At the Community Foundation for Greater Atlanta’s 2015 Neighborhood Summit, I attended a youth-led panel discussion featuring Future Foundation students. I admired their poise as they went through their prepared presentation and crafted thoughtful answers to audience questions. A few months later, a friend and colleague introduced me to Qaadirah Abdur-Rahim, who was looking for consulting help with project management. I saw in her, the CEO, the same passion I heard from those students, and I knew this was an organization where I wanted to contribute.
 
Describe your activities as Future Foundation’s COO.
As COO I help turn strategy and ambition into program delivery. In addition to helping staff as they plan and execute activities with our students, this includes shoring up our talent-development processes, supporting facilities upkeep, reinforcing the places of data and evaluation, and maintaining external partnerships.
 
How do you hope to contribute to Future Foundation’s mission and overall goals?
Future Foundation’s mission speaks to innovative, fundamental transformation in local communities across metro Atlanta. I like moonshots, and I see my responsibility as supporting staff to design, deliver, and assess quality programs that meet that ambition. Every day we are fortunate to serve the students and families in and around East Point and College Park, and they rightfully deserve the best from us. Asset-based community development requires us to be conduits for individuals to achieve their dreams, and as our staff does that for our students, I will do this for our women and men at Future Foundation.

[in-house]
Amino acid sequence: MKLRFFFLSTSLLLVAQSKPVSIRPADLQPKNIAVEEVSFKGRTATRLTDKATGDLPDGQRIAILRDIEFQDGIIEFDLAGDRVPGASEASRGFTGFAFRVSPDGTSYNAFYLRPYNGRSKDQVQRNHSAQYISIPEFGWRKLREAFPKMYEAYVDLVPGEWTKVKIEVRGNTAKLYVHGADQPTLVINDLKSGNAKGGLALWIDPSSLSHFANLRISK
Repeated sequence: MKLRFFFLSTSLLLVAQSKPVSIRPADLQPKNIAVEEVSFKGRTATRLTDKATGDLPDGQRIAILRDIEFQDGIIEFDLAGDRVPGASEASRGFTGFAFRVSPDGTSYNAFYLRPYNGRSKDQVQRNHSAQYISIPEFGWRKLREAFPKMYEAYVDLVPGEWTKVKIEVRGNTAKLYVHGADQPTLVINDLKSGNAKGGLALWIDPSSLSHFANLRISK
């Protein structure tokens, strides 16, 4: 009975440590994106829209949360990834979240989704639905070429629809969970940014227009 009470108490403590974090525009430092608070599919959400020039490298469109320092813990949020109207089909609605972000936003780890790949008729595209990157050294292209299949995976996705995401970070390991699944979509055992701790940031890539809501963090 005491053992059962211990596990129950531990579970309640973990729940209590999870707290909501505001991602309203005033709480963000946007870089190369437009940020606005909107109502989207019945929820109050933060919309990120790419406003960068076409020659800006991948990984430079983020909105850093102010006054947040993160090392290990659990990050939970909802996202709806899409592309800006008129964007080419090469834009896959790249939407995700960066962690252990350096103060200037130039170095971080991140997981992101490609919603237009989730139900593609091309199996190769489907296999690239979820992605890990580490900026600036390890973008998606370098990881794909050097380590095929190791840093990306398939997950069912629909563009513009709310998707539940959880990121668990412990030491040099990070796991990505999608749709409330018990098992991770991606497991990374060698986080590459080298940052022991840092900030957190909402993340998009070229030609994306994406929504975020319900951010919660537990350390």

How do you think Future Foundation will change over the next two to three years, and how do you see yourself contributing to that change?